“Every child in Aotearoa should be able to go to school, breathe clean air and be kept warm and well by renewable-powered heating. It is estimated that over 350,000 young people in Aotearoa attend schools that are still burning fossil fuels,” said Liam Rutherford, President of NZEI Te Riu Roa.
“It is essential that our schools are spaces for young people to engage in climate action and build resilience to adapt to climate change. Many of our children experience respiratory illnesses, so our schools need to be a place where they can learn without worsening or contribute to their health issues. The government must support our schools to transition off fossil fuels so they can be part of the solution, not a source of pollution,” said Alicia Hall, Founder, Parents for Climate Aotearoa.
“Fossil fuels are the leading cause of emissions that are causing the climate crisis globally. They have no place in keeping our young people warm at school,” said Erica Finnie, Executive Director, 350 Aotearoa.
So far the government has announced $50 million to fund around 90 schools to transition from coal to renewable energy, and the government estimates around 200 schools use coal boilers. The coalition understands that there are several hundred more schools using fossil-fuelled including oil, diesel and gas.
“Beyond the current funding, with 36 schools announced and over 50 to be selected, more than 100 schools will still be using coal boilers, and no schools using oil, diesel or gas have been prioritised for funding. In the upcoming Budget, the government must prioritise funding to meaningfully reduce our emissions by funding all schools, hospitals, and other state-sector institutions to transition from fossil fuels to renewable-powered energy by 2025,” said Finnie.
The coalition has been pushing the government to prioritise full state sector decarbonisation since its election and released an open letter to Prime Minister Jacinda Ardern calling for an immediate ban on all new fossil fuel boilers for state sector buildings within the first 100 days in government.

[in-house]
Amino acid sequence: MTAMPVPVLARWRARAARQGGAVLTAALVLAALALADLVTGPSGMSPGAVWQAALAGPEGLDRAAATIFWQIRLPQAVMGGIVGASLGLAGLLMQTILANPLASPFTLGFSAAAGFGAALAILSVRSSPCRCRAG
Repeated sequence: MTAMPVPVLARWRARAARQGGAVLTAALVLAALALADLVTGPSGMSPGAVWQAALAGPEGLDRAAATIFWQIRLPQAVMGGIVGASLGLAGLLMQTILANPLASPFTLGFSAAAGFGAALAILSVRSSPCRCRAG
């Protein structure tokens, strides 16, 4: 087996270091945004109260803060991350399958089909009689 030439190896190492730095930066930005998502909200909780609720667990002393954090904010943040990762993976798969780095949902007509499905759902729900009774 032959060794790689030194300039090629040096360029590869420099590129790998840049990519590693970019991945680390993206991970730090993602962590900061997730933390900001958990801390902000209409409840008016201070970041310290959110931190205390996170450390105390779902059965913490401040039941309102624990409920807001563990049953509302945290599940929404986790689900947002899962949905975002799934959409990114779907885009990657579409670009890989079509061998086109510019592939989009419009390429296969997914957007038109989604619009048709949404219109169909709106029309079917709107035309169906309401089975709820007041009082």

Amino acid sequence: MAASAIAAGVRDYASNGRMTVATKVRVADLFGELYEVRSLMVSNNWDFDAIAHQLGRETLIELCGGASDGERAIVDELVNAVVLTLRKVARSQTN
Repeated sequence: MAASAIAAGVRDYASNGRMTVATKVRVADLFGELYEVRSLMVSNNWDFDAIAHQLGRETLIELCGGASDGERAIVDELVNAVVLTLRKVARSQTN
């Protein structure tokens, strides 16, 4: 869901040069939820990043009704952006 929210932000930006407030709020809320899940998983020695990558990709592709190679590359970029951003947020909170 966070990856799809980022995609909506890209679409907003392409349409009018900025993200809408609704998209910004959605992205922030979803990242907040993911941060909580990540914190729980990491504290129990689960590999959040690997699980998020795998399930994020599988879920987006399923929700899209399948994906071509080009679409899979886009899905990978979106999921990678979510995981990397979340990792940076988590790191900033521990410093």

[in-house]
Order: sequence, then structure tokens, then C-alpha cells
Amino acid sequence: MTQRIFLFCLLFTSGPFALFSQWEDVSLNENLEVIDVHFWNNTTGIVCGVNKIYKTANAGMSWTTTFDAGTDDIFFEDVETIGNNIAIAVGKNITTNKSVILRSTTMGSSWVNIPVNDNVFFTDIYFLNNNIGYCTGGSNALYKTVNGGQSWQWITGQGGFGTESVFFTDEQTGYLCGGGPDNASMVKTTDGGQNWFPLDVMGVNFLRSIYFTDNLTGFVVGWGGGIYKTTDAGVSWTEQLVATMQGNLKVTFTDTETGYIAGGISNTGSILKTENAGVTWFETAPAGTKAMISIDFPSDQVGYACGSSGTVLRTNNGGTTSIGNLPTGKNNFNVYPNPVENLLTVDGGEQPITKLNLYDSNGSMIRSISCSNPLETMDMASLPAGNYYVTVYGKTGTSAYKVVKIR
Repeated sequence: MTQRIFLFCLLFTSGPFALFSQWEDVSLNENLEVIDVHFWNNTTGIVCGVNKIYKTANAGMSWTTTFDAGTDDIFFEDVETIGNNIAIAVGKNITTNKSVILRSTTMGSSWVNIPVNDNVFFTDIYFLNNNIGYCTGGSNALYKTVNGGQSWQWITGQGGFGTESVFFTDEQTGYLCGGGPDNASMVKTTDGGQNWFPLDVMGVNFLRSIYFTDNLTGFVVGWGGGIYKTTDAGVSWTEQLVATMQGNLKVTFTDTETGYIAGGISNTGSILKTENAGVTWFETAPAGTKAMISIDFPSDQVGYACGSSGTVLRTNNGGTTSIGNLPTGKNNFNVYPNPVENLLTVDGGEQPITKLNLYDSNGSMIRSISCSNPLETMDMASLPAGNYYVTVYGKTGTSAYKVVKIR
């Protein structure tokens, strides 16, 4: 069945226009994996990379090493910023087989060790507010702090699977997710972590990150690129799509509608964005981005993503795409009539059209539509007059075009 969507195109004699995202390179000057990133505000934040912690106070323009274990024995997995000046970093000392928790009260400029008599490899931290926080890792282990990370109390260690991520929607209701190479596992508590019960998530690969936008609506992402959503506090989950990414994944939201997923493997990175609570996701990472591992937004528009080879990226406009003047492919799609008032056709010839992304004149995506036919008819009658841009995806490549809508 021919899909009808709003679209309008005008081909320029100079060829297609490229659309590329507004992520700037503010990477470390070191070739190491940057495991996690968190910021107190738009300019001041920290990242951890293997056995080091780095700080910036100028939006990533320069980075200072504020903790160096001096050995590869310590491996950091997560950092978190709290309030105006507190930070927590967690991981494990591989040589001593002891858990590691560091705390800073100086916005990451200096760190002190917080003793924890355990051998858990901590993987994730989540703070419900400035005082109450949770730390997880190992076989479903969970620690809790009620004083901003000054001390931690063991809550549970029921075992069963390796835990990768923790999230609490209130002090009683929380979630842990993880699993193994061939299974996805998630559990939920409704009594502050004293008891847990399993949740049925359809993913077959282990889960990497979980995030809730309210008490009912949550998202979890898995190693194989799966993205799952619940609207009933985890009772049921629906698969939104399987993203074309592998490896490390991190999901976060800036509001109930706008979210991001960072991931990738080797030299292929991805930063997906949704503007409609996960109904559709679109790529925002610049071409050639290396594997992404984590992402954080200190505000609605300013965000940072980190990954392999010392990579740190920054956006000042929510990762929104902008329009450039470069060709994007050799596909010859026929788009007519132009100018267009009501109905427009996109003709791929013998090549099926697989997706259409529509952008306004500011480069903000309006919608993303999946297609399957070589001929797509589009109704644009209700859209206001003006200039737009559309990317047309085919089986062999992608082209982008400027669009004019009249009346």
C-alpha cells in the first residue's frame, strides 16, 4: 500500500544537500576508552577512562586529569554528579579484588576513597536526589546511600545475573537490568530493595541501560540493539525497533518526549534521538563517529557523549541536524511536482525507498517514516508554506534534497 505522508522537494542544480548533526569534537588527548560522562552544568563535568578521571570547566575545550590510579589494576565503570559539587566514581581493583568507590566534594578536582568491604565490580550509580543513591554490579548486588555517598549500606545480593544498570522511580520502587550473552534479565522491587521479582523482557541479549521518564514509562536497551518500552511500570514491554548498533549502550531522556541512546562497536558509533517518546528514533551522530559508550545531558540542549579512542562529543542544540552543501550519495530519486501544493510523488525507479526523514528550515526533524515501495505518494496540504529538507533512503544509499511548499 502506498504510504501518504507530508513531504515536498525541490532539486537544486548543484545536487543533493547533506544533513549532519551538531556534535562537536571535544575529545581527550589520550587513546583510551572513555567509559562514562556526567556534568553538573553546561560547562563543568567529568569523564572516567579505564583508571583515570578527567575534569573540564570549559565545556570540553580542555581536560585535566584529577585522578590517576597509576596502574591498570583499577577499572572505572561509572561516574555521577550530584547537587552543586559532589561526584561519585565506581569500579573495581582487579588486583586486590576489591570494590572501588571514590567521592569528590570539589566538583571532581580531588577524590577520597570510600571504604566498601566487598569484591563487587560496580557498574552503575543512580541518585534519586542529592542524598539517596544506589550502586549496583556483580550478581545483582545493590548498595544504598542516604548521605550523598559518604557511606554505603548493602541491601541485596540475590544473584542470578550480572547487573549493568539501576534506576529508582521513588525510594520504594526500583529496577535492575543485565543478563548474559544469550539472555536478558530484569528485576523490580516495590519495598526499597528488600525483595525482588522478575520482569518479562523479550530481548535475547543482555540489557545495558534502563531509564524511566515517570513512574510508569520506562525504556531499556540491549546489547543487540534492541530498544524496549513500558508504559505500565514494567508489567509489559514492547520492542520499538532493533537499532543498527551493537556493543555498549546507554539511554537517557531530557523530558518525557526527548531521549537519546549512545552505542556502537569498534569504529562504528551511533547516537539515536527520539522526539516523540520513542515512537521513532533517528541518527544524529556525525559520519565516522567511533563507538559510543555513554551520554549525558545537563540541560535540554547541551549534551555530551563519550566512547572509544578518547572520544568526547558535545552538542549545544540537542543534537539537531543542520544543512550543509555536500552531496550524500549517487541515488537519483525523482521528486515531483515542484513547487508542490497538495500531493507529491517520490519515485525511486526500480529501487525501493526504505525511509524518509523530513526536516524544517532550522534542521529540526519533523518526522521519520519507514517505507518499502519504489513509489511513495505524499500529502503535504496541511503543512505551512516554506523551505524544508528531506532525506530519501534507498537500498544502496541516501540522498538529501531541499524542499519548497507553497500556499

“It’s time to get coal and other fossil fuels out of our public buildings. The government must show leadership to get its own house in order when it comes to ending fossil fuels, to set a precedent and grow the capacity for decarbonisation in all sectors,” said Tim Jones, spokesperson for Coal Action Network Aotearoa.
In a pre-Budget speech to the Wellington Chamber of Commerce, Minister of Finance Grant Robertson outlined housing affordability, climate change and child wellbeing as its core priorities for the upcoming Budget.
“Our government has declared a climate emergency and set a goal for the public sector to be carbon neutral by 2025, but it needs to back this up with funding in Budget 2021 to decarbonise our communities. We expect to see the Government announce a transparent and comprehensive transition plan for all schools and state sector infrastructure to convert from fossil fuels to clean energy in line with its plans to be carbon neutral. We want to see a genuine clean energy transition in our state sector, not offsetting or other accounting tricks,” said Jones.
Liam Rutherford, President of NZEI Te Riu Roa
Alicia Hall, Founder, Parents for Climate Aotearoa
The Fossil Free State Sector Coalition is a collaboration of cross-sector organisations working together to achieve a fossil free state sector. The coalition members are Coal Action Network Aotearoa, Parents for Climate Aotearoa, School Strike 4 Climate NZ, NZEI Te Riu Roa, OraTaiao: New Zealand Climate and Health Council and 350 Aotearoa. Collectively we represent thousands of people across Aotearoa united by our vision for a clean-powered, equitable and just future for all.